• Last modified 1400 days ago (Sept. 17, 2015)


Arts and crafts fair brings big stage to small town

Staff writer

Every year on the third Saturday in September, the city of Hillsboro turns into a zoo of activity as tens of thousands of people flock from near and far to partake in the renowned Arts and Crafts fair.

“There are some organizations and towns that don’t know how to do a craft show,” vendor Brenda Walls said. “Hillsboro knows how.”

Penni Schroeder, president of Hillsboro Arts and Crafts Association, is the driving force behind the event, which brings in just under 300 vendors including, this year, 90 new ones.

“We’re full,” she said.

Schroeder has a balanced offering of local vendors and faraway traders. While many are from the county, there are booths that will bring merchandise from 14 different states, including from as far away as Arizona.

Many of the traveling vendors are experienced professionals who have been in business for years. Some of the local ones are, too, thanks to the start they got from Hillsboro.

“To have the support and begin this in my hometown was kind of exciting,” said Brenda Jordan, whose first fair was Hillsboro’s 2003 event. “It had such a good reputation of being a top-rated show, and it was just nine miles from where I live. It was a no-brainer.”

Jordan sews baby clothes and nursery items. She had sewn all her life, and wanted something to keep her occupied as a stay-at-home mom. Now, she says, she does 12 to 14 shows a year.

“It’s not considered full-time, but in the fall, it definitely becomes full-time,” she said.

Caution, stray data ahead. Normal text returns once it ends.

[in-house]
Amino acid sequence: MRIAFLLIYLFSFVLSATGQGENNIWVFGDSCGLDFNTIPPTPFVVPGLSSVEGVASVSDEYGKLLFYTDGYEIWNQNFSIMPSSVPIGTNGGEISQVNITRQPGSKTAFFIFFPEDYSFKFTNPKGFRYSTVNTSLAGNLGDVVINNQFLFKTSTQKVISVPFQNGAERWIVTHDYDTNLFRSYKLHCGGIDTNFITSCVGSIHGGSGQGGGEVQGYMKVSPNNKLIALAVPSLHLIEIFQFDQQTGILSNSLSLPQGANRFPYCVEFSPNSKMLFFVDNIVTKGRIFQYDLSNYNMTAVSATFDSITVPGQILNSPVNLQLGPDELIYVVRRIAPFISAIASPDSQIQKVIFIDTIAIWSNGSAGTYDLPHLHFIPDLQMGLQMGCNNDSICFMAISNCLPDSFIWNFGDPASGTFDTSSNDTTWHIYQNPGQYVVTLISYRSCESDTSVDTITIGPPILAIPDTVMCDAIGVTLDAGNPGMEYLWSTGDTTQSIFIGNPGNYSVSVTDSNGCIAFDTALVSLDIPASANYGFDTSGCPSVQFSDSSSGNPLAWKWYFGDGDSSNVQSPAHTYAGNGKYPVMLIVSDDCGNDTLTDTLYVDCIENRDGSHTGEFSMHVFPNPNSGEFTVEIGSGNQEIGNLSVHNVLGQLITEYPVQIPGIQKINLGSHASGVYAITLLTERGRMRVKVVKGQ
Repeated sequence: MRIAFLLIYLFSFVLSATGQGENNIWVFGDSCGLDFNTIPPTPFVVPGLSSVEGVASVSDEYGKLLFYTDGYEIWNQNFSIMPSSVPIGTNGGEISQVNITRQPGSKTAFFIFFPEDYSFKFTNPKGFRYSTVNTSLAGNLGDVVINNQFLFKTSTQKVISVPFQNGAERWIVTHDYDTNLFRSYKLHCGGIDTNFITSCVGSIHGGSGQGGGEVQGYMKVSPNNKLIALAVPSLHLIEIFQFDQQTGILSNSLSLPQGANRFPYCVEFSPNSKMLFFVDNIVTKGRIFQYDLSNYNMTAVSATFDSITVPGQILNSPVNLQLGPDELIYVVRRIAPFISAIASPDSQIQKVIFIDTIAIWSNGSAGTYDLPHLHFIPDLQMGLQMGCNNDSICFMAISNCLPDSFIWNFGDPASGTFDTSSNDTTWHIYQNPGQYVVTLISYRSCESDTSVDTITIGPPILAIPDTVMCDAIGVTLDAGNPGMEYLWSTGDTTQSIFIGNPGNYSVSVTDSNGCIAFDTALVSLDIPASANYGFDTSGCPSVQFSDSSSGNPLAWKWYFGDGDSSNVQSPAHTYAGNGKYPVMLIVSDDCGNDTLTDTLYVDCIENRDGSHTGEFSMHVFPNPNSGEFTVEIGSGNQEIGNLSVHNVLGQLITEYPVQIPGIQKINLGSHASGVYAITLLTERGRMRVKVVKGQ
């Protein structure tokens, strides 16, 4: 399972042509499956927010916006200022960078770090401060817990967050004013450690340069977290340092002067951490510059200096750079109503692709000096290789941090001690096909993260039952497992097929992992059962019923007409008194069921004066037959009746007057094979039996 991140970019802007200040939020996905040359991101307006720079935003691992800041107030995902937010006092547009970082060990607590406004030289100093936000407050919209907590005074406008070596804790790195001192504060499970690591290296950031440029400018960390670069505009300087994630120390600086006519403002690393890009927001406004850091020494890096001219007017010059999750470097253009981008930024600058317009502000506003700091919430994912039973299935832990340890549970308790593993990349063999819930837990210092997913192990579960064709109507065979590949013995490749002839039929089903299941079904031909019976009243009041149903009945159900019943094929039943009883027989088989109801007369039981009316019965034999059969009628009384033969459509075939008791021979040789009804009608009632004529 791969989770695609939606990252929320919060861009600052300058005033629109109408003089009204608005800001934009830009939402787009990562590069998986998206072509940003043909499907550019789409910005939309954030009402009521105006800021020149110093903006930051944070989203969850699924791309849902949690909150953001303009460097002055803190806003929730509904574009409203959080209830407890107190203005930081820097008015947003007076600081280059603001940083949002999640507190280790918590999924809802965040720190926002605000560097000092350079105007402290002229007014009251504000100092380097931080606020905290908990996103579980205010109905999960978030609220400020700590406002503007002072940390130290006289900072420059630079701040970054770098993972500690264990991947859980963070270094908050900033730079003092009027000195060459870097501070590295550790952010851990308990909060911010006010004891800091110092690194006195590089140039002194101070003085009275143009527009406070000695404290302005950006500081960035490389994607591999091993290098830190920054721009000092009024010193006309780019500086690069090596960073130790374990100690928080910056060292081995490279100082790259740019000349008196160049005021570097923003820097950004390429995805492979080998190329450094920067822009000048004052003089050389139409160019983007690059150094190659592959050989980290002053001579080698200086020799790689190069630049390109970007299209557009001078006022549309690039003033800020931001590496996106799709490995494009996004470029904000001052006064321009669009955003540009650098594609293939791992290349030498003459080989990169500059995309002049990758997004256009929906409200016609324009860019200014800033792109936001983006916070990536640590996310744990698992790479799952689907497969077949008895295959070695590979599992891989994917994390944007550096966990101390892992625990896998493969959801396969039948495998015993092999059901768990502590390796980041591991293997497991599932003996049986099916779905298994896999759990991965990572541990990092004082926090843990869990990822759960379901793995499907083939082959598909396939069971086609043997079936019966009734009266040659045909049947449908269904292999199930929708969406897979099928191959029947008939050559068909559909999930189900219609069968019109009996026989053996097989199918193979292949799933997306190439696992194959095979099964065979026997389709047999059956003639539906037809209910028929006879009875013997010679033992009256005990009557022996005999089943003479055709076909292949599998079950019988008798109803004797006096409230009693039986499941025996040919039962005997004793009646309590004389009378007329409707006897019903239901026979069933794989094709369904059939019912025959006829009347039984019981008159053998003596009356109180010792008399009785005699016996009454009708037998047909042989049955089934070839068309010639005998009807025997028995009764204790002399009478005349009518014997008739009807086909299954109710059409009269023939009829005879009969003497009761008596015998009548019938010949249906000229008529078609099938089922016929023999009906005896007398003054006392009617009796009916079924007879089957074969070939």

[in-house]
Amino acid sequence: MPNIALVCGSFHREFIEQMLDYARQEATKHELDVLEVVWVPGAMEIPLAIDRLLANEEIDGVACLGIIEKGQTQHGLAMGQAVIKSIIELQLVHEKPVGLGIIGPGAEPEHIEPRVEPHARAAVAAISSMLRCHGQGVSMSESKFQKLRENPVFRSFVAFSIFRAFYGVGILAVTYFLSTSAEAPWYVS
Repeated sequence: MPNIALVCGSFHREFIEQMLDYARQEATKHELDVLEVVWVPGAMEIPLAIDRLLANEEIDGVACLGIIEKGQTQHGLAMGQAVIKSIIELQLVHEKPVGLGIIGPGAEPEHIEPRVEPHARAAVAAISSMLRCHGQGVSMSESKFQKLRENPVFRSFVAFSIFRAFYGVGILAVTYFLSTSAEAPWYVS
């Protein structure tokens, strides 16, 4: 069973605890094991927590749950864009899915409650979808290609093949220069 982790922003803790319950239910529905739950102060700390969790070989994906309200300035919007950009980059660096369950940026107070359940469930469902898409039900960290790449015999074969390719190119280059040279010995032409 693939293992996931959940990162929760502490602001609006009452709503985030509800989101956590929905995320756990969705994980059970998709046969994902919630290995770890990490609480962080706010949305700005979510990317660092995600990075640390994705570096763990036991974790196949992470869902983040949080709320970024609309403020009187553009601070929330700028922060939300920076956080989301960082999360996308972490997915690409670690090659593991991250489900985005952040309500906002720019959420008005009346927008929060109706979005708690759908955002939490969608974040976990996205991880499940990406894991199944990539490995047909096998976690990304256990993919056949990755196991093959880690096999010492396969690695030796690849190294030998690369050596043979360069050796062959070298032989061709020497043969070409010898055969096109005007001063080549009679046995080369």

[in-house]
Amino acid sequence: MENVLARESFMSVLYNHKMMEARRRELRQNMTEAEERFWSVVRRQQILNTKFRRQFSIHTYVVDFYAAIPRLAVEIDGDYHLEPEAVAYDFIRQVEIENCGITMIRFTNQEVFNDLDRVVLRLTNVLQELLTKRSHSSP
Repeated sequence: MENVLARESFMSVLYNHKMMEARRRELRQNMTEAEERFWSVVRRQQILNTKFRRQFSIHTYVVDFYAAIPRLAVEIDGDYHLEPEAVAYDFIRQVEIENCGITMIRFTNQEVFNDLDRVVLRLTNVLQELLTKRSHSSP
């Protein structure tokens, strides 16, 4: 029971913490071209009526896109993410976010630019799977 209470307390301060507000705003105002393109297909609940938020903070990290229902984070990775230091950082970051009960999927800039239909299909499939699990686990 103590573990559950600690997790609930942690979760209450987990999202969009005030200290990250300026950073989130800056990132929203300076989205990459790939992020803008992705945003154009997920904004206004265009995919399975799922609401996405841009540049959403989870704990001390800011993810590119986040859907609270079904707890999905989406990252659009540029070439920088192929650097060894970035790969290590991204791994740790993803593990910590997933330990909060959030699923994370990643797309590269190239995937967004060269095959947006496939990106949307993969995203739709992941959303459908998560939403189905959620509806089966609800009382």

Fall is a peak season of sorts for arts and crafts shows. Arlene Schale of Hillsboro has been peddling her blankets and handcrafted ornaments in Hillsboro since 1994 in the months of July through December.

She travels around often, including to the state fair in Hutchinson, and being from Hillsboro lends her a certain amount of credibility.

“Wherever I go, if I mention I’m from Hillsboro, they know what’s going on there,” she said. “It’s good for Hillsboro, and that day is good for the county.”

For Walls, it’s an honor to be among the artisans selected to exhibit at the Hillsboro fair.

“They pick very good artists; that’s what makes the crowd want to come back,” she said. “People plan on it. It’s a family event for a lot of people.”

She said the Hillsboro event is the most fun of any event she does because it’s local, it’s reputable, and it’s delicious.

“The German food, the traditional Mennonite cooking, all that stuff, that’s a big draw,” Walls said. “That’s part of the fun.”

Schroeder said that while she works hard to keep the festival going, she couldn’t do it without the help she receives from the Arts and Crafts Committee and the 50-plus volunteers that mark the streets and run the festival on the big day.

Jordan is excited to be back this year, and knows it will be around for years to come.

“When you put that many years behind your show, you know there’s a quality there that makes it endure,” she said.

Last modified Sept. 17, 2015